by Alia Thabit
My dance room is the south end of my house and has a 5-sided bay window, so it is bright and nice. A black love seat nestles in the bay with a blue-green Egyptian applique hanging over it. If facing that window, the entrance to the room is behind. On the left are wardrobes for all my costume stuff and another window; on the right are the stairs going up and a door to the outside. Further back are mirrors and more mirrors behind, next to the door. The dance space is about 10X12. It has sweet energy. There is a faded carpet on the floor, kind of soft warm pink, and the walls are very pale warm pink. The floor is painted pine boards. Theater lights hang from the ceiling. There are paintings and art work here and there and musical instruments, drums, nays, finger cymbals. It is only during this 45 day challenge that I have danced every day, so I have few rules other than at least 20 minutes, and lying on the floor breathing with the music counts. Recently I have begun adding in White Tara mantras and Bodhisattva vows that I have not said in years, mixed in with Sufi chants (usually fah-ti, sha-fi, and al ilaha ilallah)–plus have been working with moldavite so that affirmation as well. Quite the hodgepodge, but I am very happy with it, and very pleased to be saying the refuge prayers and all again, and have them appear so effortlessly. I mostly end up dancing at night, like tonight. I want to extend the practice. My vision is a morning of dance, playing music, and writing, but I am grateful to be doing what I am, and I am grateful for the requirement to do the practice, because I would probably not be doing this without it. Thank you.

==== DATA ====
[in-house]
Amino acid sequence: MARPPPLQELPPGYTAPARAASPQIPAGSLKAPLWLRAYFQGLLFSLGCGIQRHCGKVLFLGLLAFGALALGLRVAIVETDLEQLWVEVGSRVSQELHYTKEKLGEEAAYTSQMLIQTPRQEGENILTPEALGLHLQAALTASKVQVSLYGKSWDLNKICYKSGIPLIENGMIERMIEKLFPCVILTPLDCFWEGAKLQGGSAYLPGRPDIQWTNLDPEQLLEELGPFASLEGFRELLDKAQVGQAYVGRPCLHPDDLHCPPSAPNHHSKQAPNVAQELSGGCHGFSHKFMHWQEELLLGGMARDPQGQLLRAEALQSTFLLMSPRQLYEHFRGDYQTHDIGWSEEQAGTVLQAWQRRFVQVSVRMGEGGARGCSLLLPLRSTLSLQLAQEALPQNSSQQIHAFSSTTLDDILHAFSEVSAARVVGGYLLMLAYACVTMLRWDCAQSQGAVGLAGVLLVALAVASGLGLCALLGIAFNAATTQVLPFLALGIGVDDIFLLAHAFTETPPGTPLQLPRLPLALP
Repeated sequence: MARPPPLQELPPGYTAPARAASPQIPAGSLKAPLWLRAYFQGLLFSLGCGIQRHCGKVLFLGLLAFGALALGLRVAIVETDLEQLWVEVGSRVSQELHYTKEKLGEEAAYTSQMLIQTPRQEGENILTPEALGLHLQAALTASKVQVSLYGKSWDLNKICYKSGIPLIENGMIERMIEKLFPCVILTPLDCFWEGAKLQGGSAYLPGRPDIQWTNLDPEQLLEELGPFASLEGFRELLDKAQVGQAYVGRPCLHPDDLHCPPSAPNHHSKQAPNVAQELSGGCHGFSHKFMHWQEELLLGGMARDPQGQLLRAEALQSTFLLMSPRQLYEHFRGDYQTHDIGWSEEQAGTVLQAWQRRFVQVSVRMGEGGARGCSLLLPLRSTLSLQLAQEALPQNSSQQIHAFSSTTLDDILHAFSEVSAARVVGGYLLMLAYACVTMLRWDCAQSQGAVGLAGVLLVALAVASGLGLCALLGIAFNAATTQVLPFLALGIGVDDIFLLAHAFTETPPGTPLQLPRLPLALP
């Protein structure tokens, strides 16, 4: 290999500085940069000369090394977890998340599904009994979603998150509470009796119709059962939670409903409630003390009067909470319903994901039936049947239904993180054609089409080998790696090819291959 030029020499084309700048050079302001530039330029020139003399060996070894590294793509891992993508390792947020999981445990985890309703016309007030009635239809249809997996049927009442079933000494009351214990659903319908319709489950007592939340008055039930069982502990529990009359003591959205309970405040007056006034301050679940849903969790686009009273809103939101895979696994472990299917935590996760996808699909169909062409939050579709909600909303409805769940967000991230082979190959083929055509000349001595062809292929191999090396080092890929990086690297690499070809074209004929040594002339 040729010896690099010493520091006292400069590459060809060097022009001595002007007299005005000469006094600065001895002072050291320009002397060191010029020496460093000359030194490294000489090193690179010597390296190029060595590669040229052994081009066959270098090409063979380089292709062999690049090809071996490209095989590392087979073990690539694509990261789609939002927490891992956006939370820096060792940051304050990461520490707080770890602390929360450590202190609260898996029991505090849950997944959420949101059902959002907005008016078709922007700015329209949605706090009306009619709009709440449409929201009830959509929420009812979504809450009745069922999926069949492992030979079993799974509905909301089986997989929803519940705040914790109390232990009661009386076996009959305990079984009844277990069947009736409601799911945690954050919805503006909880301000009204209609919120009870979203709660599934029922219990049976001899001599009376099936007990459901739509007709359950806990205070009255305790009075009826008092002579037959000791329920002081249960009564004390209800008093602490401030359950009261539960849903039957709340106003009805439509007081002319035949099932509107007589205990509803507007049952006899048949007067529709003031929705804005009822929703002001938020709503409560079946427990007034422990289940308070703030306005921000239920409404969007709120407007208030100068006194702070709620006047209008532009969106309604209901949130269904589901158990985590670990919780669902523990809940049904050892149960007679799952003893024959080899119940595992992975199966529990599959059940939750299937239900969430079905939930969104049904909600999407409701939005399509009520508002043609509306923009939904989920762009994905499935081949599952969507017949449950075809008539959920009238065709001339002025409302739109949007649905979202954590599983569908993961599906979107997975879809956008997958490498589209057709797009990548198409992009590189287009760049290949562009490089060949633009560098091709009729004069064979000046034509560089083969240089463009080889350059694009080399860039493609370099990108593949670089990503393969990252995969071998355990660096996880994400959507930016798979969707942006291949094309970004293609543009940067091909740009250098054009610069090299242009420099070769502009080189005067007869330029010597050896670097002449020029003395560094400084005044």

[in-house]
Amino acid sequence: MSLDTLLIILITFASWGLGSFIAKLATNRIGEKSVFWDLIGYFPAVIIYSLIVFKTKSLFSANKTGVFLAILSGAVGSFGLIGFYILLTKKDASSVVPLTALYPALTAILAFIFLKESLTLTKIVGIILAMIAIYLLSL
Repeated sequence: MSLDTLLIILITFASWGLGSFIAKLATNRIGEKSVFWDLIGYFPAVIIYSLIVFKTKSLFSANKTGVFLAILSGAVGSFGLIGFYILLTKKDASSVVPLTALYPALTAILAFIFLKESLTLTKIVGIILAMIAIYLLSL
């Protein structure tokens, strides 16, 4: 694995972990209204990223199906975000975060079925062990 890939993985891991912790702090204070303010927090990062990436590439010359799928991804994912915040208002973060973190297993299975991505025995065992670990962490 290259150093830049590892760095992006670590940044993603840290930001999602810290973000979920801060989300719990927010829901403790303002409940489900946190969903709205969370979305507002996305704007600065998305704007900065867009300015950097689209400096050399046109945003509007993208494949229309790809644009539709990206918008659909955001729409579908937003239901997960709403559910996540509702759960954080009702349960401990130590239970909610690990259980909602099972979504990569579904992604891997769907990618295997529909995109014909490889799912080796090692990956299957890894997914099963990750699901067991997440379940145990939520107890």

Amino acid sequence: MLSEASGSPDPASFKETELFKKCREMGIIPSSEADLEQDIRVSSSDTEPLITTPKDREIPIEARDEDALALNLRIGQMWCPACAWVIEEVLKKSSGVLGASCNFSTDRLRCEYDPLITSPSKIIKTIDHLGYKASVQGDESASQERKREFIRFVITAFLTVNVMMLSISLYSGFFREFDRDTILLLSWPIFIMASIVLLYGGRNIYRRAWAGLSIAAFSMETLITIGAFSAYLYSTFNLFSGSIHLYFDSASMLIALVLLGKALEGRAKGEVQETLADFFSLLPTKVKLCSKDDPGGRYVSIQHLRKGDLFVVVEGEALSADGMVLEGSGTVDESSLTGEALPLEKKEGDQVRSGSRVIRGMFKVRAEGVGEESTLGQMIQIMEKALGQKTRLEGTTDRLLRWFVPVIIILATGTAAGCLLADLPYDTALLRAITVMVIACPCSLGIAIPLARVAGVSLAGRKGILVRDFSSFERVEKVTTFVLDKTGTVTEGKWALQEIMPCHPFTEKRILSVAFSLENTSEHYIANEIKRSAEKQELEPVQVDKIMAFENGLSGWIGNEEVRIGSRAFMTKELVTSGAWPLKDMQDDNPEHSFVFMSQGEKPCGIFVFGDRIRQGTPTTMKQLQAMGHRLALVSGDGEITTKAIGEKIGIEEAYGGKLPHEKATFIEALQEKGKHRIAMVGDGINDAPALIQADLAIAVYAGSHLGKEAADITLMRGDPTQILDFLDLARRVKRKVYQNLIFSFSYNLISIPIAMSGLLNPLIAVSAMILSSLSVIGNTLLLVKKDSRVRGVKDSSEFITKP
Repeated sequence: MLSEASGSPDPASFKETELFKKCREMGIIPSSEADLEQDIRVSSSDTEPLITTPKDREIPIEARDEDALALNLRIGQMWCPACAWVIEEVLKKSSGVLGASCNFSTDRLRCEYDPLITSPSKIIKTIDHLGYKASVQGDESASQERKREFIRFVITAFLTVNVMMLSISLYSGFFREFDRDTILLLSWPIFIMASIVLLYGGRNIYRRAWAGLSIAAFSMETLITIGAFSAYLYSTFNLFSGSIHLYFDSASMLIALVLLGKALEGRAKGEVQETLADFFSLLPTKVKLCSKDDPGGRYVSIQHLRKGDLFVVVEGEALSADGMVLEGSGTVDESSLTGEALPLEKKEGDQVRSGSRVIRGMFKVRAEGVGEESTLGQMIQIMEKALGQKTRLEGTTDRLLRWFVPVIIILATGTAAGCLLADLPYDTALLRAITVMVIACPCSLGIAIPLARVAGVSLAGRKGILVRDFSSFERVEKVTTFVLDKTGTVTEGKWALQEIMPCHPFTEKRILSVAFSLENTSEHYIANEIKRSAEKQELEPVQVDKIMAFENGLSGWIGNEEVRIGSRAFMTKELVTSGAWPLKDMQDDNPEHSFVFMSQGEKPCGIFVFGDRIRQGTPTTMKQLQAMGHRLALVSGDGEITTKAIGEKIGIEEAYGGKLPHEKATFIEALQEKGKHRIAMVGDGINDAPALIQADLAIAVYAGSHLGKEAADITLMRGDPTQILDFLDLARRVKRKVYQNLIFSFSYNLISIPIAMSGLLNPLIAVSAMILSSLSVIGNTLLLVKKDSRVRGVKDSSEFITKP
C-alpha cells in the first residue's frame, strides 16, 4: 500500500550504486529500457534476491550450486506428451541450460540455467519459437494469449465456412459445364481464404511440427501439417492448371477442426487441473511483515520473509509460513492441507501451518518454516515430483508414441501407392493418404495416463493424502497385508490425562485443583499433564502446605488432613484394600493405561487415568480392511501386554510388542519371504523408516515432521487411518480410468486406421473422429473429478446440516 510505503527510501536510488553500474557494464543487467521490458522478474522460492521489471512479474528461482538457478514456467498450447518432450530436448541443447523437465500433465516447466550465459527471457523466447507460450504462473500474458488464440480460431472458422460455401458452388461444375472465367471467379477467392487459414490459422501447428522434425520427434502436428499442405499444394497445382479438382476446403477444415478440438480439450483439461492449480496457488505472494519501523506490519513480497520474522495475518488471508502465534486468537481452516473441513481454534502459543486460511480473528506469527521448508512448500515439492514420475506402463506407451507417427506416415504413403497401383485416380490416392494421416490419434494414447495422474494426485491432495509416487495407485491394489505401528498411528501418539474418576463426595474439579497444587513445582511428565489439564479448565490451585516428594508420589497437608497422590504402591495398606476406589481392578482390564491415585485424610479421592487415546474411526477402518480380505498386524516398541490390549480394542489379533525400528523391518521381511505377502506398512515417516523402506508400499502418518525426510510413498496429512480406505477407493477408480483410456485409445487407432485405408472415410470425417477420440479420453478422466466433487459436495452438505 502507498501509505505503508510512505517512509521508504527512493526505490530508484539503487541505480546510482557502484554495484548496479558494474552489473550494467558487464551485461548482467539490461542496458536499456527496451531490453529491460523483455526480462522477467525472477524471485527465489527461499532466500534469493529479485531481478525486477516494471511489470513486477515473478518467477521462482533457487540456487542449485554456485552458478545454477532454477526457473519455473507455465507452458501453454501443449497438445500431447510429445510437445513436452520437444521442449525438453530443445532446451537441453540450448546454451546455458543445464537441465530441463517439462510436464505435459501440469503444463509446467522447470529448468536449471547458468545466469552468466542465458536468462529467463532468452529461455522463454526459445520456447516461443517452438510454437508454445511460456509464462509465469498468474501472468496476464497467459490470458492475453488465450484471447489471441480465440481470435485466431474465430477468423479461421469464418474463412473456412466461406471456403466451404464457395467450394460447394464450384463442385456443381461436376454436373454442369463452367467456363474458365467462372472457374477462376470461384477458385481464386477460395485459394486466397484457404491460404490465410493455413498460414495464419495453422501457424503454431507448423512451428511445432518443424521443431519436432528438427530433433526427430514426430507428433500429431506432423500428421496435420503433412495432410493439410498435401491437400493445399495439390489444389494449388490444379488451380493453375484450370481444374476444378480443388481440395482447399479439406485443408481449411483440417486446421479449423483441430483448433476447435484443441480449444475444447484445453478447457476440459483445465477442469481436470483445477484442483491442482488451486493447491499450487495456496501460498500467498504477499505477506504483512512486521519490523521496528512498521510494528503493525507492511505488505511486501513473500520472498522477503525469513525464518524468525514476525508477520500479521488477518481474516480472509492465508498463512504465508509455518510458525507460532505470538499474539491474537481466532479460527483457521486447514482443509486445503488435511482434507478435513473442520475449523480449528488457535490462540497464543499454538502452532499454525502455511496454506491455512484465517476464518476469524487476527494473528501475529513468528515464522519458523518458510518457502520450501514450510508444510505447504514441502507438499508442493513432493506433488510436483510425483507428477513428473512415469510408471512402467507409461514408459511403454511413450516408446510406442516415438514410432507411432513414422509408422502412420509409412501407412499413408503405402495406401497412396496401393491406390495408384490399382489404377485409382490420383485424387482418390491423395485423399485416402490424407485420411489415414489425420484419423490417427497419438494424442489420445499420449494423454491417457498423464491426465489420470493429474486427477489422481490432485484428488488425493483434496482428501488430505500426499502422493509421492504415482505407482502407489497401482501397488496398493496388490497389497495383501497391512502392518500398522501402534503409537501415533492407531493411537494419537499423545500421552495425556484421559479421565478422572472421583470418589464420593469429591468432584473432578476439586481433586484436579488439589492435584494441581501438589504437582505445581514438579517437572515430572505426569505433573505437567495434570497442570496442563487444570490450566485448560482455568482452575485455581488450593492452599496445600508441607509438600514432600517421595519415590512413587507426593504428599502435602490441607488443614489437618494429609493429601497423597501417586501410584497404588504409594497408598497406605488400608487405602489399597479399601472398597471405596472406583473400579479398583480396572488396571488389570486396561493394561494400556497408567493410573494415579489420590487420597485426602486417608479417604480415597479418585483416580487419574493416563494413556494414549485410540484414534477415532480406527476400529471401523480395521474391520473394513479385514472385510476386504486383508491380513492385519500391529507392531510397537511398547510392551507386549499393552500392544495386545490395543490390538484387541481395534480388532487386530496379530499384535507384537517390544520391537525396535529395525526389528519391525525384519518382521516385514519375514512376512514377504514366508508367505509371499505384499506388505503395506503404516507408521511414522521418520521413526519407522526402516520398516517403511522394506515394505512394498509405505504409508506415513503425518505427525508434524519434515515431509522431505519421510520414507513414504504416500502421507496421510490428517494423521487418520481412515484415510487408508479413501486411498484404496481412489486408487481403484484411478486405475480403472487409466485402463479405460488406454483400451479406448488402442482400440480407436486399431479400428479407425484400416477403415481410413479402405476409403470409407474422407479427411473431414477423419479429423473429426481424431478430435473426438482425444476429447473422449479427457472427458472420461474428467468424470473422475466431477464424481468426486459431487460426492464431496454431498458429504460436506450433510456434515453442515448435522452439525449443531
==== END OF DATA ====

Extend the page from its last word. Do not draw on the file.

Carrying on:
Alia Thabit, a Levantine-American dance artist, writer, and teacher, celebrates belly dance’s cultural ideals of feeling, playfulness, and joy. Alia is the author of Midnight at the Crossroads, a book about the heart and soul of belly dance. AliaThabit.com